Papillomavirus infection (Human papillomavirus, HPV) of the genital tract has recently come to the forefront of prevalence among people. This infection is so common that when tested, a positive result is much more expected than a negative one. The frequency of diagnosing this infection in the world over the past decade has increased by more than 10 times, which is most likely due to the close attention to this virus of scientists and doctors around the world. The interest in this infection is due to the fact that only recently the oncogenic properties of papillomaviruses have been discovered – papillomaviruses are able to cause cervical and rectal cancer. However, only a few of all the types of human papillomavirus (HPV) have the ability to cause cancer. What about HPV and pregnancy? Are they compatible?
The Main Pathogenic Agent of HPV
The main pathogen is a virus that affects the upper layer of the skin and mucous membranes of the genital organs. Transmission of these viruses is possible only from person to person. Infection occurs when it comes into contact with the skin or mucous membranes of a sick person. After infection, the virus remains in the skin and mucous membranes. It does not enter the blood and other organs. Papillomavirus infection is not only a sexually transmitted disease. Infection can occur not necessarily during sexual intercourse. The use of a condom, virginity, a constant sexual partner – are not a guarantee of the absence of HPV in the body.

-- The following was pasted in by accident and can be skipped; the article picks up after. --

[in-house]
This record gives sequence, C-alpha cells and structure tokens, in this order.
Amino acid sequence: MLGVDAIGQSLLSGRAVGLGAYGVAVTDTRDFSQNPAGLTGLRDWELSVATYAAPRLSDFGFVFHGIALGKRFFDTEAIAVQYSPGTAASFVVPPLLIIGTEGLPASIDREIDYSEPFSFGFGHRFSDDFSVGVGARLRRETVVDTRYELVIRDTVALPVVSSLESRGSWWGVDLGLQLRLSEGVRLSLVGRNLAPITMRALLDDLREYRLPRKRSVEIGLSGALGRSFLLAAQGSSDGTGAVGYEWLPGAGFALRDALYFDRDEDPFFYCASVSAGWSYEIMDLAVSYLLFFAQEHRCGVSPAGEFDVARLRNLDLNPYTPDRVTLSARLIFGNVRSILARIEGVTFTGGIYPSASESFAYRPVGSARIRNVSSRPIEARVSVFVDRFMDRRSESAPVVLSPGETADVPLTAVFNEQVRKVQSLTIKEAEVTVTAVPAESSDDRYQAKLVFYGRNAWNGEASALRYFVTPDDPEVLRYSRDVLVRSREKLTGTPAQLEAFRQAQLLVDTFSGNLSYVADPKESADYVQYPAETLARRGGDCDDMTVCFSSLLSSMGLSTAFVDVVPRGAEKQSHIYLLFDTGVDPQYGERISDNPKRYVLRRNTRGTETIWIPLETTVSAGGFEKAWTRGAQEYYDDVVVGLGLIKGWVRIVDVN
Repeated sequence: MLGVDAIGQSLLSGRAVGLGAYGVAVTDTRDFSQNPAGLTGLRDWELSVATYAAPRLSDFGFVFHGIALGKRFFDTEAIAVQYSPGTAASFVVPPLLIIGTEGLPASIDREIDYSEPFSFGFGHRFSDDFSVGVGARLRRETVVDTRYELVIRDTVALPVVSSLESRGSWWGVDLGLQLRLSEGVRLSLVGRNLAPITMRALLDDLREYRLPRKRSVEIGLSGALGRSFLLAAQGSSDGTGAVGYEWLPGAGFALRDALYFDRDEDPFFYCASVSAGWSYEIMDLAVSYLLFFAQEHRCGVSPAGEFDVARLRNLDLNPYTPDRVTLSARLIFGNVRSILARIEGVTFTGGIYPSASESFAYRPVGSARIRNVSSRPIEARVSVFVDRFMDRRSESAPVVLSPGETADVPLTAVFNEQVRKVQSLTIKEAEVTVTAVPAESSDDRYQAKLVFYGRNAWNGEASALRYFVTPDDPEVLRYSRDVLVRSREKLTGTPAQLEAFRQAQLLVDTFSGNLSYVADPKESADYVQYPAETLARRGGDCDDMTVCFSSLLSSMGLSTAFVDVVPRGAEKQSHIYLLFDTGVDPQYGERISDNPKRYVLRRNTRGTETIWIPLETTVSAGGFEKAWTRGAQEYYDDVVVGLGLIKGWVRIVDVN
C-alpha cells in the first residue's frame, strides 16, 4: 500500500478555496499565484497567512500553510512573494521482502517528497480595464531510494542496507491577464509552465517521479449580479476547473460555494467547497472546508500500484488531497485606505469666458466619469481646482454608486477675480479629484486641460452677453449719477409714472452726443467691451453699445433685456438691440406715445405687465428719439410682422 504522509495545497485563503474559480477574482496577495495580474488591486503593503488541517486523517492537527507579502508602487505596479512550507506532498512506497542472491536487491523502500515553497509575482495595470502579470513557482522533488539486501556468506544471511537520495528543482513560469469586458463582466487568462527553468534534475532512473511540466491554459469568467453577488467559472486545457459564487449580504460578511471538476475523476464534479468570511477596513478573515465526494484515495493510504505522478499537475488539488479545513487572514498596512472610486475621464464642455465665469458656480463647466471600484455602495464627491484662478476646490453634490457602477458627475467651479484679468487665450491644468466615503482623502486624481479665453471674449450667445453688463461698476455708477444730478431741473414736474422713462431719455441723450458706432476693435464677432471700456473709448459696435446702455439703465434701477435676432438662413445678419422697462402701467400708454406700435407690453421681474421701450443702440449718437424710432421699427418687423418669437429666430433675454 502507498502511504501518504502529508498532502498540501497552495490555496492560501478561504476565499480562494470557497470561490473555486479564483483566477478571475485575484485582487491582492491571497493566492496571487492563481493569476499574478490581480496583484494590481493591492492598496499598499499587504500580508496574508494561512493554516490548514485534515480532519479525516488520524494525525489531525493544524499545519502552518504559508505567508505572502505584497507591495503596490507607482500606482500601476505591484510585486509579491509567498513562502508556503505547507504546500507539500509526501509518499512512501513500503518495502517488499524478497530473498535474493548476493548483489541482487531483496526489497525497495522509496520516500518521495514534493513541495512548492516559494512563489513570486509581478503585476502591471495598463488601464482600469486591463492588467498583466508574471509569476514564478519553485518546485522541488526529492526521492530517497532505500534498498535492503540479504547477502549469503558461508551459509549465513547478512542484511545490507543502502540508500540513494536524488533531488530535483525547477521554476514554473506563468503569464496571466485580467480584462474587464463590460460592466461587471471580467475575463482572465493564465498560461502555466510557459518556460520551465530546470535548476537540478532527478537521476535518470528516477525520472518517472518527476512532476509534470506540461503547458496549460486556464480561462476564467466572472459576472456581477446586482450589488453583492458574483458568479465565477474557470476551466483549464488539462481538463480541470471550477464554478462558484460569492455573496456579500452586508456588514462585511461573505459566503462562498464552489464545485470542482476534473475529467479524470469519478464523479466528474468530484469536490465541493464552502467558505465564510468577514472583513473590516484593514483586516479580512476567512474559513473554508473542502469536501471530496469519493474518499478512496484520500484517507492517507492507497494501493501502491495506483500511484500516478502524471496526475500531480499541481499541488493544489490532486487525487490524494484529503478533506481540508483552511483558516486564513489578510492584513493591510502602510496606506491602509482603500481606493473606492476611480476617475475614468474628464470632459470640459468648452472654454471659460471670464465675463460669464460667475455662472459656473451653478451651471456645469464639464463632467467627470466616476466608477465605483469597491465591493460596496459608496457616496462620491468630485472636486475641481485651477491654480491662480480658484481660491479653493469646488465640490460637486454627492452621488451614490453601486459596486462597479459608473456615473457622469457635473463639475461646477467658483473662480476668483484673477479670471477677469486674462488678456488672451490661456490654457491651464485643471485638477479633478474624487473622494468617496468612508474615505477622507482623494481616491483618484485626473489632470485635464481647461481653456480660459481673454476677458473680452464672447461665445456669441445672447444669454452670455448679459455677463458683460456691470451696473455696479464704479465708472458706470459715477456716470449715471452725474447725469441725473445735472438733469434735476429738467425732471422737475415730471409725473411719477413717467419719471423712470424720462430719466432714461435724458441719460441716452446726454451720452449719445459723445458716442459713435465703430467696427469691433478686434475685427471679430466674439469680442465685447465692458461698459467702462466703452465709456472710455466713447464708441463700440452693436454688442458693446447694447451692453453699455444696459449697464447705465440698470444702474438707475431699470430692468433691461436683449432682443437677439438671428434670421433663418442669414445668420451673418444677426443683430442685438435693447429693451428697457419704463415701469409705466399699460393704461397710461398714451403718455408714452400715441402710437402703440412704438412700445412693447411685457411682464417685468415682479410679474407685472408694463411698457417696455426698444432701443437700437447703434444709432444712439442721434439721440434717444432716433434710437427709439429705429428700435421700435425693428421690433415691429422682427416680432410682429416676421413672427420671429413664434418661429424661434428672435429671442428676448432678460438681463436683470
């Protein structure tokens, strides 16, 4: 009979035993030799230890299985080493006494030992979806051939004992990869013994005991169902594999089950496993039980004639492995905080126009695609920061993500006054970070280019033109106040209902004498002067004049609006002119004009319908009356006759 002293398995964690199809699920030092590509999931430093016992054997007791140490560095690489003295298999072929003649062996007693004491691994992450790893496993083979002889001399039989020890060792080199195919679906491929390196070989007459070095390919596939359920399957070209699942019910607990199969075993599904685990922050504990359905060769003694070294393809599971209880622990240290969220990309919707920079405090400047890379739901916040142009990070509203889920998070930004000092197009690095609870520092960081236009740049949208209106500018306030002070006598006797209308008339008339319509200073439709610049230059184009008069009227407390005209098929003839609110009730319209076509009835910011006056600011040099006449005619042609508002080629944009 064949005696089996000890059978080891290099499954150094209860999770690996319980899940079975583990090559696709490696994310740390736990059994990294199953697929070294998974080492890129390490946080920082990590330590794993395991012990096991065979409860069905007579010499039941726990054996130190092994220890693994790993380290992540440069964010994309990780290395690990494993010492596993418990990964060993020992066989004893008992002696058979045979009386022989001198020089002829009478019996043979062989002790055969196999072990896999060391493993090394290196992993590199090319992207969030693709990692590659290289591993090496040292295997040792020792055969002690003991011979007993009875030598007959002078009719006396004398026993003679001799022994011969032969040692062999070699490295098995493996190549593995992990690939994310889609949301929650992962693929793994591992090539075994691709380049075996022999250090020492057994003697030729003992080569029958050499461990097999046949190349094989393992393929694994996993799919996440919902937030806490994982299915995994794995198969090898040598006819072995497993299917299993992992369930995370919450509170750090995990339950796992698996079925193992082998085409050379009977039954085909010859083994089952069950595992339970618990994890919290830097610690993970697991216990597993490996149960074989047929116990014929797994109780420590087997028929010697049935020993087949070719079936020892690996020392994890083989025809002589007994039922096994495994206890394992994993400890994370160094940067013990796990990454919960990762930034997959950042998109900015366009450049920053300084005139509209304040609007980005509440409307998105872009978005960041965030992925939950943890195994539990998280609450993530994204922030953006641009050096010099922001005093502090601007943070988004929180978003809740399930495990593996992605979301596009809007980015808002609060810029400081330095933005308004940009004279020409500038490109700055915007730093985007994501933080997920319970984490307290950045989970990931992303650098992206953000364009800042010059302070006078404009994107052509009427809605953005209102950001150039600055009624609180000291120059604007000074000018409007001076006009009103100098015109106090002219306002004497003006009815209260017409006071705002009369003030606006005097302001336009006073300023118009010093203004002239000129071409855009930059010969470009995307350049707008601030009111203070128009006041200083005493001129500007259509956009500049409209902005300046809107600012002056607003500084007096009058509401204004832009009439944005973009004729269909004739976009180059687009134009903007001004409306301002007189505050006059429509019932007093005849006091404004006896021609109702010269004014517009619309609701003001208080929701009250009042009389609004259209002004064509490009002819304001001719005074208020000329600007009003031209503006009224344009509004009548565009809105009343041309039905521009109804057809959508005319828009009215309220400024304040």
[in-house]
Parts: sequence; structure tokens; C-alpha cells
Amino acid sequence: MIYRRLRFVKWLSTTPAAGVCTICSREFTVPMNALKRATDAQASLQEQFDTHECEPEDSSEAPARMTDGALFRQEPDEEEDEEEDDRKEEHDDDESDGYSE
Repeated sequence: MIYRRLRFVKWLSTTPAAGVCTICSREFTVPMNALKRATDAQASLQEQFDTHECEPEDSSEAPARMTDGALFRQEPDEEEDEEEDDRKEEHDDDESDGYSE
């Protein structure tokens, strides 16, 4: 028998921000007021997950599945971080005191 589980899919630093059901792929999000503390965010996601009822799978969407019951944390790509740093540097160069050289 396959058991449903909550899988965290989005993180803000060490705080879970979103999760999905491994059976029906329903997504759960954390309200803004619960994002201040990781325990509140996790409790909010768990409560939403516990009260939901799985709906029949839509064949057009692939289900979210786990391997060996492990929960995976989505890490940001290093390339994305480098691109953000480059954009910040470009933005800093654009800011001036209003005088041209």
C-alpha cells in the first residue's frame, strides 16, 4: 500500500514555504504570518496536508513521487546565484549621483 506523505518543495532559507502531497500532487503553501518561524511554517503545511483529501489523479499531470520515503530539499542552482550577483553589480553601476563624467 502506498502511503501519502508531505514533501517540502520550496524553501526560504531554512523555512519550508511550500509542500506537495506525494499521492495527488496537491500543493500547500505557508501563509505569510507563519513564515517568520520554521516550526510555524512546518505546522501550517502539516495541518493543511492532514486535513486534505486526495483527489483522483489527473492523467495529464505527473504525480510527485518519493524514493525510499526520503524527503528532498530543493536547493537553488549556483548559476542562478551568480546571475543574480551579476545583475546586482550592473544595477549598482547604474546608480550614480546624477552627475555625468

Papillomavirus infection is characterized by asymptomatic disease course. The incubation period (from infection to the appearance of the first signs of the disease) lasts from 3 months to several years. There are no clinical manifestations. It is possible to determine the existence of the virus in the body only with the help of tests. In many infected people, the virus ceases to be detected within two years even without treatment. In others HPV can stay in the organism for a long time, even from birth, and can show up for the first time in the middle of life in connection with decrease of immunity. This activates the virus and its increased reproduction. Thus the disease passes into the stage of clinical manifestations.
What to Do if you have been Diagnosed with HPV?
If you have been diagnosed with HPV, first of all, specify what type of virus it is. Only a few varieties of HPV represent a potential threat to women’s health. Perhaps the HPV that you are infected with is not at all dangerous. Ask your doctor which group your HPV belongs to, and how high the risk to your health is.
Can HPV Disappear by itself?
Many women are wondering whether HPV infection can disappear on its own, without treatment. There is incontrovertible evidence that our immunity is able to cope with the virus itself.
In most cases, HPV disappears from the body a few months after infection. Only in rare cases, this virus persists in the body for years and causes this or that disease.
HPV and Pregnancy